Laban’s notions of space are the most difficult to understand and to embody for many movement analysis students. Laban himself had to perform some mental gymnastics to capture the disappearing trace-forms of natural movement. Fortunately, he left a guidebook – Choreutics (aka – The Language of Movement).
Choreutics has always been my favorite book by Laban – but it is not an easy read. Consequently, I developed an “old school” correspondence course in 2016 –“Decoding Rudolf Laban’s Masterpiece, Choreutics.” Back by popular demand, this course takes readers on a guided tour of this fascinating book.
Based on an easy schedule, participants will read the Preface, Introduction, and first 12 chapters of Choreutics. A set of study questions will be provided for each reading assignment. When each reading assignment has been completed, participants will receive a commentary that I have prepared, providing background context and elaborating on Laban’s themes.
Think of this as a “great books” course designed to help movement specialists explore space with both body and mind. Find out more….
Laban correlated physical efforts with mental efforts, relating Space effort to Attention, Weight to Intention, and Time to Decision. Warren Lamb added shape to this scheme, noting that “We cannot move in making an Effort without an accompanying movement of Shaping.”
The paths traced by the moving parts of the body lie predominately in one of three planes – in the horizontal or table plane, in the vertical or door plane, or in the sagittal or wheel plane. Lamb related these movement patterns to cognitive processes in the following way.
He noted that “horizontally-oriented movement puts the performer in touch with what is going on around him.” Thus shaping in the table plane relates to giving Attention.
Vertical orientation then emphasizes where the person stands “in relation to whatever he is in touch with.” That is, shaping in the door plan relates to forming an Intention.
Finally comes the sagittal orientation, Lamb writes,“a form of decision to advance or retire from the subject matter.” Consequently, shaping in the wheel plane is linked to making a Commitment.
Interestingly, this progression also underlies motor development. The infant first learns to roll over (horizontal plane). Then he pulls up to standing (vertical plane). Finally, he walks (sagittal plane). Perhaps these early development phases provide the sensorimotor foundation of our decision-making processes!
“We can understand all bodily movement as being a continuous creation of fragments of polyhedral forms,” Laban claimed. We set out to test this in the Prototypes project.
As I note in The Harmonic Structure of Movement, Music, and Dance, Laban’s polygonal rings are best thought of as “spatial ‘prototypes’ from which dance sequences can be constructed, just as musical scales are ‘model’ tonal sequences from which melodies and harmonies are composed.” Just as only part of a scale may be found in a musical composition, Laban asserts that fragments of his polygonal prototypes can be found in choreographed movements.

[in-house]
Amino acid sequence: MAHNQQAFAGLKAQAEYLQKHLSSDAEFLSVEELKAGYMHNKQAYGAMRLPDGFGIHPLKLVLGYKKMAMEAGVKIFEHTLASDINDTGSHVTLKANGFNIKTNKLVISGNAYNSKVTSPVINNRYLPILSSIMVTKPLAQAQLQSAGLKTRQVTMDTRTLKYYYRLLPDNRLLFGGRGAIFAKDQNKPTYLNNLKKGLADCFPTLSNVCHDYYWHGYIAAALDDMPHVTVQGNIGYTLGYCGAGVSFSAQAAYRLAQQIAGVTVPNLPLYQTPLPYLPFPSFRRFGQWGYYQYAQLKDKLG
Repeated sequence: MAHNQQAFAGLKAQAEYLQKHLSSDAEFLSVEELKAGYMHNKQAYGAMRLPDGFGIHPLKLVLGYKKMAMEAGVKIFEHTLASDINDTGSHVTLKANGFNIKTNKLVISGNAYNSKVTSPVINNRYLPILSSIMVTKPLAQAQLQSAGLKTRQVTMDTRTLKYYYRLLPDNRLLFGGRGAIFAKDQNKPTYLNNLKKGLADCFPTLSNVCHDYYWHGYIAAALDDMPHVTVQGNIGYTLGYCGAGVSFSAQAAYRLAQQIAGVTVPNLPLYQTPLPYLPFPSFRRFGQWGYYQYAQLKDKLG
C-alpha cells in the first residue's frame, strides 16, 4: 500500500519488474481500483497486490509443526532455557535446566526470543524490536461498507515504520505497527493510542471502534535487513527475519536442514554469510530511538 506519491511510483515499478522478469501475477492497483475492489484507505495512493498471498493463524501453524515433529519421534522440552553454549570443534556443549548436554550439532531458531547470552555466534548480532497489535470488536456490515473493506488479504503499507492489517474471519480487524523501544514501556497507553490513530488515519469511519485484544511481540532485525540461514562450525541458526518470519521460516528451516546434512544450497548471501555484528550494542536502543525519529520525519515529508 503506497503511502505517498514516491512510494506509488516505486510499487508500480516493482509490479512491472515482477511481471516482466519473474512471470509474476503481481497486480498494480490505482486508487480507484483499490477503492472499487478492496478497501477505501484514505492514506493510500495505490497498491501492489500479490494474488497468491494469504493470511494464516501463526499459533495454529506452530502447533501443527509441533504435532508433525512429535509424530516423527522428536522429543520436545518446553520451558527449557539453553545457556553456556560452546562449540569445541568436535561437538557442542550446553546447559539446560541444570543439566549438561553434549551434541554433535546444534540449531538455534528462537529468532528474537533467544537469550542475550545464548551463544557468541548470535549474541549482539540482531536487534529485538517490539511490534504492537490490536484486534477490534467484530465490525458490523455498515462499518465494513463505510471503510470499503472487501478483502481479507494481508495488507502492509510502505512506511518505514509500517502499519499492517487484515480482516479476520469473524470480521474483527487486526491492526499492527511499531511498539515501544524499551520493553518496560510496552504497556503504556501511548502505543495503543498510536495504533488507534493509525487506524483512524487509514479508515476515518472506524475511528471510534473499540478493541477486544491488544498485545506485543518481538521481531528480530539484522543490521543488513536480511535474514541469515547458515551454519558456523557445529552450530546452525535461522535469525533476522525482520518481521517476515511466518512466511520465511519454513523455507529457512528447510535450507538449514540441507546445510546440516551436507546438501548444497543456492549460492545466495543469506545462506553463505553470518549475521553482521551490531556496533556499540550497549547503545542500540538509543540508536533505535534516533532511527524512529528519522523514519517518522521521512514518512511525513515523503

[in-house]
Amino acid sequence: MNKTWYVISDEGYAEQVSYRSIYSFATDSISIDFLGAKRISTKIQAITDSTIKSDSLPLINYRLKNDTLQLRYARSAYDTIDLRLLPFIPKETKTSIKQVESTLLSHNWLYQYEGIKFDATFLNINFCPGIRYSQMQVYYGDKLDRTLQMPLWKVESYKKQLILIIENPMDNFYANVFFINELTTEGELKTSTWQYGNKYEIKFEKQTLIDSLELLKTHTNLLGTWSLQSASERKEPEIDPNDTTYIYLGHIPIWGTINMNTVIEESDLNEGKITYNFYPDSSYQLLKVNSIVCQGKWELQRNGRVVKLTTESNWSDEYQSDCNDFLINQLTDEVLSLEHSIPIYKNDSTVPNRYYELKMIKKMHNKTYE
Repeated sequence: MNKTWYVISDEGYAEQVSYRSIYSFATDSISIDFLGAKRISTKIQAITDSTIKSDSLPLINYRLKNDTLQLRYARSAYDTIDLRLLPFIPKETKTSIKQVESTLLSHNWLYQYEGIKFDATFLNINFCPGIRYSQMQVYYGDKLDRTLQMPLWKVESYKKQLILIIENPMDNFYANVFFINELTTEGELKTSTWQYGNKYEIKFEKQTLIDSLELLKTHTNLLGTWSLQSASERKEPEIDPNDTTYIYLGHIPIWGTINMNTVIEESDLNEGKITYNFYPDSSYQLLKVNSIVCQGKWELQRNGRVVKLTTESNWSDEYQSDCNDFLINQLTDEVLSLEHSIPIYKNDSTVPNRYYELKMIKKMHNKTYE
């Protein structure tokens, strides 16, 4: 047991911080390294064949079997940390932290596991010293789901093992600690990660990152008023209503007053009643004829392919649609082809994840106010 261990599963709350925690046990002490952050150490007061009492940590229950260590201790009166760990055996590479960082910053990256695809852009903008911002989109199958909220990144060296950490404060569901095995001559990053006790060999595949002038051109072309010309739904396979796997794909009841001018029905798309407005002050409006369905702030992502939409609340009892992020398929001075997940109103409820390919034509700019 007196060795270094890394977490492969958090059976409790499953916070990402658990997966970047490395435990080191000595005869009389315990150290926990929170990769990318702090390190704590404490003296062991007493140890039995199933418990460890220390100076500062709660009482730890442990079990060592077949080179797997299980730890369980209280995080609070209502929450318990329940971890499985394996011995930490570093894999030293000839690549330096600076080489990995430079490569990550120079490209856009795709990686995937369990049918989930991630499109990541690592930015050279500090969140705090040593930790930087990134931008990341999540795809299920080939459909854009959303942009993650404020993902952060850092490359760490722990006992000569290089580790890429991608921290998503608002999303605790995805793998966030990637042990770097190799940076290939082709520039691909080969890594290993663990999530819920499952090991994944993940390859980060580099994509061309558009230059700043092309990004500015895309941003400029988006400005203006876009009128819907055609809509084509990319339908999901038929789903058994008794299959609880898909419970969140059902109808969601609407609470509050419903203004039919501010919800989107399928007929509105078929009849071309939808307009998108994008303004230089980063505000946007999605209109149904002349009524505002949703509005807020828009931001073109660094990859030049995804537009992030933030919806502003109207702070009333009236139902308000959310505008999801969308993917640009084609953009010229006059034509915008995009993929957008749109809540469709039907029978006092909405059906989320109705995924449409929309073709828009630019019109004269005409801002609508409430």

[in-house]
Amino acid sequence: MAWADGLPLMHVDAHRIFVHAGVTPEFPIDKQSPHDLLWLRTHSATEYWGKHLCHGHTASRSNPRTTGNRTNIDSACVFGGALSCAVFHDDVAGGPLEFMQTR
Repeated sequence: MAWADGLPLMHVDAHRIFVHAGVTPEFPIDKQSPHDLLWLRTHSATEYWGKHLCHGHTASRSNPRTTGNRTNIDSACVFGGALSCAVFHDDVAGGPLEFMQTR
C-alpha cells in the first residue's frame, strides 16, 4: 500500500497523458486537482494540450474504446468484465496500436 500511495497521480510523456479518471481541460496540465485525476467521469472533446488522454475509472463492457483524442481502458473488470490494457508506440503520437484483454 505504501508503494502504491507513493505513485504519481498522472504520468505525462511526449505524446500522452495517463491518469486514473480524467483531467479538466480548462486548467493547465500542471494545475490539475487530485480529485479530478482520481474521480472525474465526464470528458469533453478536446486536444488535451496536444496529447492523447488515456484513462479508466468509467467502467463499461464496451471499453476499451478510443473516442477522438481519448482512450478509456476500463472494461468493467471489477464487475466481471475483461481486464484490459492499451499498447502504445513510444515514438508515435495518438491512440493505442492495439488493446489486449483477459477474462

Laban’s assertion was first tested by Valerie Preston-Dunlop. In 1979 she found fragments of choreutic forms in Martha Graham’s Lamentation and Diversion of Angels and in Jose Limon’s Choreographic Offering.
We found fragments of Laban’s prototypes in a technique class combination choreographed by OU faculty Travis Gatling. In this sequence, he traces the front edge of the horizontal plane with both arms, then swings the right arm in what at first seems to be a cycle in the sagittal plane. Closer examination reveals this to be a fragment of a peripheral five-ring, for the arm veers out of the sagittal plane to side high, right back middle, and side low before coming to rest in forward middle. This fragment of a five-ring captures the normal range of motion for the arm more accurately than a purely sagittal cycle.
We also found fragments of Laban’s prototypes in improvised movement. As OU faculty Tresa Randall repeatedly tilted and turned, her arms traced slanted circles identified by Laban as “girdles.” From these tilted spins, Tresa also stabilized temporarily by stretching along a diameter of either the sagittal or vertical plane.
Unexpectedly, we found further corroboration of Laban’s observations in Marina Walchi’s improvisation. Find out more in the next blog.
In 2008, Professor Madeleine Scott and I ran a choreutics-based research project at Ohio University. The project examined Laban’s claim that fragments of the choreutic forms (aka spatial scales and rings) compose a fundamental alphabet of human movement.
The examination had two parts. First, we set out to duplicate some of the choreutic forms that Laban represented as geometrical line drawings. Motion capture technology is able to produce a similar kind of record, for it captures the dancer’s movement as a linear tracery of light, allowing one to see the trace-forms of the dance without the dancer. Secondly, dance class sequences, spontaneously improvised dance passages, and excerpts of a choreographed work were also recorded using motion capture technology. In addition to the MOCAP recordings, video recordings, taken from front, back, both sides, and above provided additional data for analysis.
The following blogs describe the research process and preliminary findings.